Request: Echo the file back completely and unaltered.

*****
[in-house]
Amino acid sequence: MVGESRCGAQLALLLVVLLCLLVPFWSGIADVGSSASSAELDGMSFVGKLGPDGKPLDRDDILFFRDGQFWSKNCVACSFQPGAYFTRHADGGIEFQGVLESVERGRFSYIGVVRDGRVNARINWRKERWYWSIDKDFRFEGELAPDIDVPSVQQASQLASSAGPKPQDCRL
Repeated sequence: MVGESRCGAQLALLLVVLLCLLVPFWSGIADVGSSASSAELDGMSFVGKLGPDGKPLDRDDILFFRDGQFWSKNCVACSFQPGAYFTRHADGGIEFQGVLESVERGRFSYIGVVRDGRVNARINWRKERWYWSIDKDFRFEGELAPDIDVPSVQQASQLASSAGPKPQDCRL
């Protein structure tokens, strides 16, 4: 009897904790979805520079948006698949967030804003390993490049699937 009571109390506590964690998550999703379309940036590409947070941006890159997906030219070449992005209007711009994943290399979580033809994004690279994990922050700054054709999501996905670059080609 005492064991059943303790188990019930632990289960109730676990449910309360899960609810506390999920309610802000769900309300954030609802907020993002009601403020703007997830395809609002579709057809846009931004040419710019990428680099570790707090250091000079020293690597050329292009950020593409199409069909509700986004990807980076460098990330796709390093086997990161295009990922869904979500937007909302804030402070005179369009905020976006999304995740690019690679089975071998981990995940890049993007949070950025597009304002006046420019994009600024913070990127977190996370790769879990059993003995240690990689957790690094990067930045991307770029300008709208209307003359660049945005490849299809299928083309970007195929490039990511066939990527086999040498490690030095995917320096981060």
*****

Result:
[in-house]
Amino acid sequence: MVGESRCGAQLALLLVVLLCLLVPFWSGIADVGSSASSAELDGMSFVGKLGPDGKPLDRDDILFFRDGQFWSKNCVACSFQPGAYFTRHADGGIEFQGVLESVERGRFSYIGVVRDGRVNARINWRKERWYWSIDKDFRFEGELAPDIDVPSVQQASQLASSAGPKPQDCRL
Repeated sequence: MVGESRCGAQLALLLVVLLCLLVPFWSGIADVGSSASSAELDGMSFVGKLGPDGKPLDRDDILFFRDGQFWSKNCVACSFQPGAYFTRHADGGIEFQGVLESVERGRFSYIGVVRDGRVNARINWRKERWYWSIDKDFRFEGELAPDIDVPSVQQASQLASSAGPKPQDCRL
């Protein structure tokens, strides 16, 4: 009897904790979805520079948006698949967030804003390993490049699937 009571109390506590964690998550999703379309940036590409947070941006890159997906030219070449992005209007711009994943290399979580033809994004690279994990922050700054054709999501996905670059080609 005492064991059943303790188990019930632990289960109730676990449910309360899960609810506390999920309610802000769900309300954030609802907020993002009601403020703007997830395809609002579709057809846009931004040419710019990428680099570790707090250091000079020293690597050329292009950020593409199409069909509700986004990807980076460098990330796709390093086997990161295009990922869904979500937007909302804030402070005179369009905020976006999304995740690019690679089975071998981990995940890049993007949070950025597009304002006046420019994009600024913070990127977190996370790769879990059993003995240690990689957790690094990067930045991307770029300008709208209307003359660049945005490849299809299928083309970007195929490039990511066939990527086999040498490690030095995917320096981060």